8. Pay attention to the shape

Usually we read websites according to a Z or F pattern, i.e. from top left to right, bottom left and back to the right. Accordingly, the recommendation is to place important elements such as logos, product images and, above all, buttons at these focus points.


How do I formulate good hypotheses for my A / B tests?

I'll put it this way: if you test, you already do a lot of things right (you as others).

Whoever bases these tests on hypotheses is almost at the forefront.

However, there are "good" and "bad" hypotheses, because tests are often viewed in isolation or only guesswork. These then end in sometimes more and sometimes less successful A / B tests - whereby "successful" in this context often means that there was no significant improvement.

With such unstructured tests, you can temporarily lower the bounce rate or increase the conversion rate, but the performance will not necessarily change permanently. And even worse: after the test, you usually have no idea what led to the observed change in performance, and certainly not why.

So before you do a test, think about what you want to learn from it. Because even a test that does not result in an increase in performance generates valuable insights on this basis , which in turn can be useful for the next test.

So a good hypothesis is

1. falsifiable (Am I right or wrong in my assumption?),
2. justifiable (How do I get this assumption?),
3. generates learnings (what do I learn from it?) and
4. can have consequences (what can I deduce from this?)

"The bigger the button, the more users click on it." For example, it's not a good hypothesis. Although it is falsifiable (ergo: size does not matter), it stops at the reason. What do we learn from this? What exactly are we changing on the landing page?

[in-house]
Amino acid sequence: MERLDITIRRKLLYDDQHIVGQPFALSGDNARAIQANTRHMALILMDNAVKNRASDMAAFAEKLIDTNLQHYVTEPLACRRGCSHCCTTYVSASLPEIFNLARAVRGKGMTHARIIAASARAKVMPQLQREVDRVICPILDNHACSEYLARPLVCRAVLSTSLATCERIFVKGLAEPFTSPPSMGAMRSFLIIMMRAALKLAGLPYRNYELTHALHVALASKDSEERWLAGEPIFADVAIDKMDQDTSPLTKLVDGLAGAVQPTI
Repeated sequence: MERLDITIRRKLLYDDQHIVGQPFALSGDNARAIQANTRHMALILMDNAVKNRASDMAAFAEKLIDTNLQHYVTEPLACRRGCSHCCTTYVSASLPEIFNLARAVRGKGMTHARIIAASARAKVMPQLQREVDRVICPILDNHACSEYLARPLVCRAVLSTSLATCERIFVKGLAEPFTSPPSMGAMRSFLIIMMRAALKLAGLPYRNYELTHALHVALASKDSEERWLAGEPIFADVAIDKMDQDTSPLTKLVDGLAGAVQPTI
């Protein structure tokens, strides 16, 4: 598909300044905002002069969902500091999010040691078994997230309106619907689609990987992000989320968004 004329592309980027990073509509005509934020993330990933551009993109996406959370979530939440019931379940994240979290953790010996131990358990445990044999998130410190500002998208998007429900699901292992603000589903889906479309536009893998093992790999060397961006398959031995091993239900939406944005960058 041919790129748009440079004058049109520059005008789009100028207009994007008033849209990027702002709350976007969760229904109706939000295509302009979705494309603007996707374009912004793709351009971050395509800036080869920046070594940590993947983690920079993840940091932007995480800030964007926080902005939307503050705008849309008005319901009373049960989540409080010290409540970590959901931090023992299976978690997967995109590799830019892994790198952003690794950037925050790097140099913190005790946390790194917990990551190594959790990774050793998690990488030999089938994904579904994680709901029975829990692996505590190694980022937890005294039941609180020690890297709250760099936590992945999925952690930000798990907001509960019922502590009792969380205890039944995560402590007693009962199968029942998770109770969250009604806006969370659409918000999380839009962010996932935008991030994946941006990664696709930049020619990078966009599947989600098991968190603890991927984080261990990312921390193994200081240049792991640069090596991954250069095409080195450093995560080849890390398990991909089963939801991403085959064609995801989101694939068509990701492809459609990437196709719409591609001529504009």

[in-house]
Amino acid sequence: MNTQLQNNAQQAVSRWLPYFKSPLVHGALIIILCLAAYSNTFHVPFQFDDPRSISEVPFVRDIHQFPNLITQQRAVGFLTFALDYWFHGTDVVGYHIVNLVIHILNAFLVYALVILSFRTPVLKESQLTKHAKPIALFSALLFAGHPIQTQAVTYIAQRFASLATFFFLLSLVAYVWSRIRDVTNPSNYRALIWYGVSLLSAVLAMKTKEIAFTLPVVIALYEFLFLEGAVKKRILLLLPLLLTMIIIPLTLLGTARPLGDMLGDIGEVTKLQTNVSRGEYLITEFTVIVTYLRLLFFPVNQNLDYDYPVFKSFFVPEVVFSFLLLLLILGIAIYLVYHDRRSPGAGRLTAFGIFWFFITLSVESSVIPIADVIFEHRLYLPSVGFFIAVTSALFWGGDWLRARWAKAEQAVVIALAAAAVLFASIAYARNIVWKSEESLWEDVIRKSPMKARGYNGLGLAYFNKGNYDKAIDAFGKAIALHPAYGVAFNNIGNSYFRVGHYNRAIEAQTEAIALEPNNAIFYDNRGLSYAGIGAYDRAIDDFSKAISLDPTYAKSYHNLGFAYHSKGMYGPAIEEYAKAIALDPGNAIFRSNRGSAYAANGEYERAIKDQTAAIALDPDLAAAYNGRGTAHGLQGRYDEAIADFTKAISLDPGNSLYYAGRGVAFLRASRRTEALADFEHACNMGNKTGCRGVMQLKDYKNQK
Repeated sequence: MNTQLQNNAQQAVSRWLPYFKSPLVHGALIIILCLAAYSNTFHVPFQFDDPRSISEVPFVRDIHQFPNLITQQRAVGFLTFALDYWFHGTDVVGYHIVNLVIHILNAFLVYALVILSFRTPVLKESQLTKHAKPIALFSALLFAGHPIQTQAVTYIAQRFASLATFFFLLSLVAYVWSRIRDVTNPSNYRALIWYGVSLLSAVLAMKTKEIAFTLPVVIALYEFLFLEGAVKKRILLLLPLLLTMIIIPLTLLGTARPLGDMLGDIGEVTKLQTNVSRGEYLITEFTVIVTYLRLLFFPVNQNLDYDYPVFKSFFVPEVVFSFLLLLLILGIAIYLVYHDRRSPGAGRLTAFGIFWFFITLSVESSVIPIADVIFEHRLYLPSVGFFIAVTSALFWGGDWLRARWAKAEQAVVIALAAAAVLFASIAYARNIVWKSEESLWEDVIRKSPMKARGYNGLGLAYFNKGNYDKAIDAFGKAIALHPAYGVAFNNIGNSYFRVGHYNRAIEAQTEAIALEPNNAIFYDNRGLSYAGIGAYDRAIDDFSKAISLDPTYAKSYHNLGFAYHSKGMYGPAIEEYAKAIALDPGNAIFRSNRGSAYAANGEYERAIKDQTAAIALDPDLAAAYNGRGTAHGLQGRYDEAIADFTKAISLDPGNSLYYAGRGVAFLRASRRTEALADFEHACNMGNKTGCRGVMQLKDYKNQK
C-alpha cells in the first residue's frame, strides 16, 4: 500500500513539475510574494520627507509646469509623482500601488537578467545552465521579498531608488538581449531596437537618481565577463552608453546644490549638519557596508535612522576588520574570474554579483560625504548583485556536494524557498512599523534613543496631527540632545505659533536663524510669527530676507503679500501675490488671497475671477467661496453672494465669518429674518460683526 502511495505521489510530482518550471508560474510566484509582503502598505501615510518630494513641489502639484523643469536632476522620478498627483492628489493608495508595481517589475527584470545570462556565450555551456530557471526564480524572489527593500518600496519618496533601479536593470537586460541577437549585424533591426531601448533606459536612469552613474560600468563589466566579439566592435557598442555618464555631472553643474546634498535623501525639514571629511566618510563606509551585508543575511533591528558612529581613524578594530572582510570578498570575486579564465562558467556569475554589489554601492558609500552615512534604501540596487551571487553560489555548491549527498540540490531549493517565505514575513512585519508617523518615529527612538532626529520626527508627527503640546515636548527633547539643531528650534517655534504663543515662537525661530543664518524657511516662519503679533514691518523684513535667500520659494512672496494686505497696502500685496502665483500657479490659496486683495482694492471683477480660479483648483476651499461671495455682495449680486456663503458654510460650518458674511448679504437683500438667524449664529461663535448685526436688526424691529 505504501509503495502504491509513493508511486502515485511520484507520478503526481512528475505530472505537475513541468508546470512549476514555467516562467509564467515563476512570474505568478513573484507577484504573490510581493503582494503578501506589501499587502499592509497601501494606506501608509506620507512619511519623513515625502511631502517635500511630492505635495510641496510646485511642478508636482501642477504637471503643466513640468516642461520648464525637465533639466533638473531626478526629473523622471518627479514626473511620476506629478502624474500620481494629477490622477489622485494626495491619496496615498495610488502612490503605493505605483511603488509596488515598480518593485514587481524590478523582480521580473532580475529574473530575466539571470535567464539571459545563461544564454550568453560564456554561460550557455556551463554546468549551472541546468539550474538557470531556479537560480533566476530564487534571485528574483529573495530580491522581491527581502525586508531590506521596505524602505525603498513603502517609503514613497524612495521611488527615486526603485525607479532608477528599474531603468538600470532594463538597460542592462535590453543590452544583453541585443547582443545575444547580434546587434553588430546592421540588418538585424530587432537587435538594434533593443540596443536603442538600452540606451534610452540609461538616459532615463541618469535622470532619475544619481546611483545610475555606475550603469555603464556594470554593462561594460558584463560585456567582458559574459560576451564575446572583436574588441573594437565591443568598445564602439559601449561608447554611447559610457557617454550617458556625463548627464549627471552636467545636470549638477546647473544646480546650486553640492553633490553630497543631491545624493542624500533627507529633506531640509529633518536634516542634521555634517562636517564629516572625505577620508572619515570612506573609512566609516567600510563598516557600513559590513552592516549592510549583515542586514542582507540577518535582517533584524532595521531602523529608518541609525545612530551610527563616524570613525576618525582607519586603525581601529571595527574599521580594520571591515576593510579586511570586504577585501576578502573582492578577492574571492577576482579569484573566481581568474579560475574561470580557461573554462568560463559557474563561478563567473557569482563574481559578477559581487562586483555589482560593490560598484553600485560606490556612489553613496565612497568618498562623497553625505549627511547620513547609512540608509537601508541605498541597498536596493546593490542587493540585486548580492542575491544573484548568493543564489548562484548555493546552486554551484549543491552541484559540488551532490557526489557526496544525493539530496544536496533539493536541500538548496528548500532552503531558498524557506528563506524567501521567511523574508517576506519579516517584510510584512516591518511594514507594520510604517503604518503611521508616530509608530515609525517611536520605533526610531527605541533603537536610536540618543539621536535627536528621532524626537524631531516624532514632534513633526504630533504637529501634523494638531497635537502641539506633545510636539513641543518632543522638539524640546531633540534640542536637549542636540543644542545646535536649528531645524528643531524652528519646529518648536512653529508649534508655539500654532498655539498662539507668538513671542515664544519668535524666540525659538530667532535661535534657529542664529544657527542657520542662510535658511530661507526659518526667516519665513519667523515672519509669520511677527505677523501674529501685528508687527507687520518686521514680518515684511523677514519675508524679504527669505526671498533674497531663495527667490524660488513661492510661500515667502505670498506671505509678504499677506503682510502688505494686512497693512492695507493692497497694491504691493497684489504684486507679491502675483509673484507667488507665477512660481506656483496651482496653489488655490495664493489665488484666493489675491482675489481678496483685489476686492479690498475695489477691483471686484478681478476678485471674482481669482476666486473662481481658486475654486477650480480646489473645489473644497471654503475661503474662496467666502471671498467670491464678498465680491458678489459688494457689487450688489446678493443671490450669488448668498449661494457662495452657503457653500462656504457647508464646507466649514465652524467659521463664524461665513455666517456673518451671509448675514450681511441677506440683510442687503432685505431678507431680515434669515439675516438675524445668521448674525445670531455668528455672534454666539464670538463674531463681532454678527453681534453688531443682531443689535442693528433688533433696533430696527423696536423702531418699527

Testing doesn't just mean trying it out!

The following wording would be better:

"If we enlarge the button, the likelihood of a click increases because users are now aware of it".

This is falsifiable (the probability does not increase), justifiable (users do not see the button - this is where data comes into play!), Generates learnings (for example: the size alone is not decisive) and can have consequences (this is how buttons have to be designed in principle) so that the user perceives them).

So in future use the scheme "If... then... because..." to formulate your hypotheses.

How can I test the hypotheses on my landing pages?

Have you discovered potential and formulated your ideas as testable hypotheses? Then let's get down to business: testing the hypotheses.

A / B tests (or split tests) are usually best for this. The original version of a landing page (the so-called "control variant") is compared with one variant (A / B) or more than one variant (A / B / n), each of which changes a variable (eg " Layout "or" button color "or" social proof "). It is crucial that these variants are selective and you can always understand why the target metric of your landing page has changed.

Sometimes, however, it makes sense to test several variables within one variant - for example an image and the button text. We then speak of multivariate tests . With such tests, we want to determine which combination of variables performs best.
And then there are multi-armed bandit tests (MAB test for short). From now on it gets really complicated - or actually not, because here an algorithm usually takes over and tests different variables and variants sequentially in order to find the best combination as quickly as possible.